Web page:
11. Posted February 15, 2008 at 07:22 | Permalink

    Coincidentally, I too had a nearly new drive fail two weeks before yours but in my MacBook Pro. I’m told that I would have had just as good results (but I doubt nearly as fast) if I had taken it to the local Apple Service Provider, but I opted to take it to the Apple Store in the Toronto Eaton Centre (about two hours away).

    I showed up without an appointment at the “Genius Bar” (How pretentious is that name? Posers.) and was told to come back in 45 minutes. I went and had lunch, came back, told them that bad sectors were turning up like crazy on the drive and that I wanted a new one. They told me that they’d call me to drop it off when a new drive came in within 3-5 days (3-5 days, WTH, whenever I order drives I get them via UPS the next morning). I told them that I wasn’t coming back to the city in a couple days just to drop the machine off (surely the had somewhere they could store a 15″ notebook for a couple days) and that they’d be taking it now. They said, “oh, OK” and that was it. They called me the next afternoon to come pick it up (much faster than the promised 3-5 days for parts and 48 hours to repair). Drive replaced (complete with OS installed and updated), happy customer.

    Ideally, I would have liked to be allowed to replace the drive myself (hand/ship me a drive, see you later) but I can see why they don’t allow it. There was about 25 tiny screws I had to remove to get the keyboard off to get access to the drive so that I could brute force rsync my data off the drive before taking it in for repair. I didn’t mention the part about removing the drive and putting it in another machine to get the data off of it to the Apple employee, I don’t imagine that would have made getting it repaired any easier. ;) For reference, there’s nothing in the case to indicate to them you’ve torn it apart.

    Anyway, I can see why anyone would be apprehensive to buy an Apple machine far away from Apple land, but I think it’s hard to compare service experience for non-similar problems. While my hard drive replacement was painless, I’d imagine having a logic board replaced could potentially be more involved. On the other hand, the reason I stopped buying Thinkpads for our employees was because of the terrible repair service (drives, motherboards, displays, you name it) we received from IBM in the late 90s and early 2000s. So, unsurprisingly, your location and who you get to deal with probably has just as much effect on the outcome of any service incident.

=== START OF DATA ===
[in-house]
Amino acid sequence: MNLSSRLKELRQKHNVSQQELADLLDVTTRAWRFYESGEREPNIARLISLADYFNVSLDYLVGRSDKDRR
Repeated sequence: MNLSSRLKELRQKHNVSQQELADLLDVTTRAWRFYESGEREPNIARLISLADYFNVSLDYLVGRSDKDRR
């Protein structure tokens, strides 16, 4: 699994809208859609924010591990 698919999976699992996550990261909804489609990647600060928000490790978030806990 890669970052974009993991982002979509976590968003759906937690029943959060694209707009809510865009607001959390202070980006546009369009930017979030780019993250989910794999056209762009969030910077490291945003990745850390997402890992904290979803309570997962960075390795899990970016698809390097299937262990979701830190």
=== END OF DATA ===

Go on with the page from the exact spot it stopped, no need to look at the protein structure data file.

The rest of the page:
12. Gerry Carr
    Posted February 21, 2008 at 12:00 | Permalink


    i have a lenovo x41. the screen got broke. I am now £450 down having sent it to scotland to get fixed. Grrrr. User fault they siad which I cannot argue with . great machines though

    Pam Derringer – what are you going on my friend’s site? Wespoke yesterday about Landscape. Can I be the first to say small world?

  13. Lisa Leivan
    Posted May 6, 2008 at 21:07 | Permalink

    Hi from the US. I have an IBM t-60, purchased right before they became Lenovo. At 6 months my hard drive gave out (August ’07); I called them, got a friendly, competent guy, and had a refurbished hard drive w/a set of recovery disks within 2 days. Eight months later I got bluescreens, various error mssgs, and, ultimately, failure of the recovery disks to restore the system. I called the same number, got a guy who sounded like he was either not-so-bright, stoned, or hung over. He transfered me to some other guy who tried to sell me a warranty extension/expansion. I already have a 3-year warranty. So back to guy #1. When I couldn’t get coherent and satisfying information, I asked to be sent on to someone who could help me. He told me – no kidding – “the buck stops here.” So, what, I was talking to the CEO? Have they been hijacked by evil robot monkeys? Result: got the f-you run-around for a good hour, then I was told to ship the box to them – but I wasn’t about to ship it off to an unknown fate by that point. Finally I was transferred to somebody who gave me a number … where I found their local authorized repair center; drove the box there myself. The folks there were great, and I have confidence they’ll get it fixed soon. Now, I usually have great customer service experiences; I’m not combative, I’m intelligent, and I like to co-operate with people. If you’re thinking about a Lenovo purchase, do some research. More and more is showing up about this type of thing happening.

  14. Wilfred
    Posted December 10, 2008 at 17:33 | Permalink

    IBM / Lenovo is just good. I have had a couple of hardware failures (once keyboard, once internal cable for LCD) and they were replaced immediately, for free, next morning after I called in. And this is not to mention I had a free battery replacement when I called in to complain that the battery life was wearing out. This totally makes me want to buy another Lenovo for my next machine.